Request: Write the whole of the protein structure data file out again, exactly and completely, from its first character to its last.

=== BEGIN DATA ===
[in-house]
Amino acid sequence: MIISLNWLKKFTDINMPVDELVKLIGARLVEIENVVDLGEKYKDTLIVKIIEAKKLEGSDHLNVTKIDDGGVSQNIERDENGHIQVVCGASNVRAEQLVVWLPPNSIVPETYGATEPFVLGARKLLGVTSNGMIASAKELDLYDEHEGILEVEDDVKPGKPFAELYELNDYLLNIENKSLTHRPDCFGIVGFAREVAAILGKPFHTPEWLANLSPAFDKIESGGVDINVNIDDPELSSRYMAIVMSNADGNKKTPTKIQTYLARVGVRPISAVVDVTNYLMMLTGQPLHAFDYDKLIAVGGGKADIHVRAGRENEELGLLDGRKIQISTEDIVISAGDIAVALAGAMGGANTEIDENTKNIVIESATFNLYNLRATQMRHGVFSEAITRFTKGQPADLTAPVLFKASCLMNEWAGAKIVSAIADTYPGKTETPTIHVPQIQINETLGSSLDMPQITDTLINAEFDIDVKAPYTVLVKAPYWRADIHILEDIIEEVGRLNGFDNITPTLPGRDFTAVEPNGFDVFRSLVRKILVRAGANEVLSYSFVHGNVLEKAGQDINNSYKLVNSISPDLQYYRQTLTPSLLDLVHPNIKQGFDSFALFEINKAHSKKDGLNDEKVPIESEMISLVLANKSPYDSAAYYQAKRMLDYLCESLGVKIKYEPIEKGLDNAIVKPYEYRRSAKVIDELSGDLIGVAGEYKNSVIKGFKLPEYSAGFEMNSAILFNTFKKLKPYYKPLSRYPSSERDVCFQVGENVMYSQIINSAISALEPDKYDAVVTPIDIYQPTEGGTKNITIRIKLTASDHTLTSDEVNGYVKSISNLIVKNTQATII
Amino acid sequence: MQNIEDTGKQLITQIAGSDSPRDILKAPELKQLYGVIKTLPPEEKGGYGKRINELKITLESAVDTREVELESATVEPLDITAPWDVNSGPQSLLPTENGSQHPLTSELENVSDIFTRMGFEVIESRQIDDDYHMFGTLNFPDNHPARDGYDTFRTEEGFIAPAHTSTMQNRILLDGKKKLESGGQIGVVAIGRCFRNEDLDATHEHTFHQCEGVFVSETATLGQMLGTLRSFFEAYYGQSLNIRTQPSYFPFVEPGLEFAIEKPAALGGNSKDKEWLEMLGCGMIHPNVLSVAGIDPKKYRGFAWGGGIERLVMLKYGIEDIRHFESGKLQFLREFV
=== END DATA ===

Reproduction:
[in-house]
Amino acid sequence: MIISLNWLKKFTDINMPVDELVKLIGARLVEIENVVDLGEKYKDTLIVKIIEAKKLEGSDHLNVTKIDDGGVSQNIERDENGHIQVVCGASNVRAEQLVVWLPPNSIVPETYGATEPFVLGARKLLGVTSNGMIASAKELDLYDEHEGILEVEDDVKPGKPFAELYELNDYLLNIENKSLTHRPDCFGIVGFAREVAAILGKPFHTPEWLANLSPAFDKIESGGVDINVNIDDPELSSRYMAIVMSNADGNKKTPTKIQTYLARVGVRPISAVVDVTNYLMMLTGQPLHAFDYDKLIAVGGGKADIHVRAGRENEELGLLDGRKIQISTEDIVISAGDIAVALAGAMGGANTEIDENTKNIVIESATFNLYNLRATQMRHGVFSEAITRFTKGQPADLTAPVLFKASCLMNEWAGAKIVSAIADTYPGKTETPTIHVPQIQINETLGSSLDMPQITDTLINAEFDIDVKAPYTVLVKAPYWRADIHILEDIIEEVGRLNGFDNITPTLPGRDFTAVEPNGFDVFRSLVRKILVRAGANEVLSYSFVHGNVLEKAGQDINNSYKLVNSISPDLQYYRQTLTPSLLDLVHPNIKQGFDSFALFEINKAHSKKDGLNDEKVPIESEMISLVLANKSPYDSAAYYQAKRMLDYLCESLGVKIKYEPIEKGLDNAIVKPYEYRRSAKVIDELSGDLIGVAGEYKNSVIKGFKLPEYSAGFEMNSAILFNTFKKLKPYYKPLSRYPSSERDVCFQVGENVMYSQIINSAISALEPDKYDAVVTPIDIYQPTEGGTKNITIRIKLTASDHTLTSDEVNGYVKSISNLIVKNTQATII
Amino acid sequence: MQNIEDTGKQLITQIAGSDSPRDILKAPELKQLYGVIKTLPPEEKGGYGKRINELKITLESAVDTREVELESATVEPLDITAPWDVNSGPQSLLPTENGSQHPLTSELENVSDIFTRMGFEVIESRQIDDDYHMFGTLNFPDNHPARDGYDTFRTEEGFIAPAHTSTMQNRILLDGKKKLESGGQIGVVAIGRCFRNEDLDATHEHTFHQCEGVFVSETATLGQMLGTLRSFFEAYYGQSLNIRTQPSYFPFVEPGLEFAIEKPAALGGNSKDKEWLEMLGCGMIHPNVLSVAGIDPKKYRGFAWGGGIERLVMLKYGIEDIRHFESGKLQFLREFV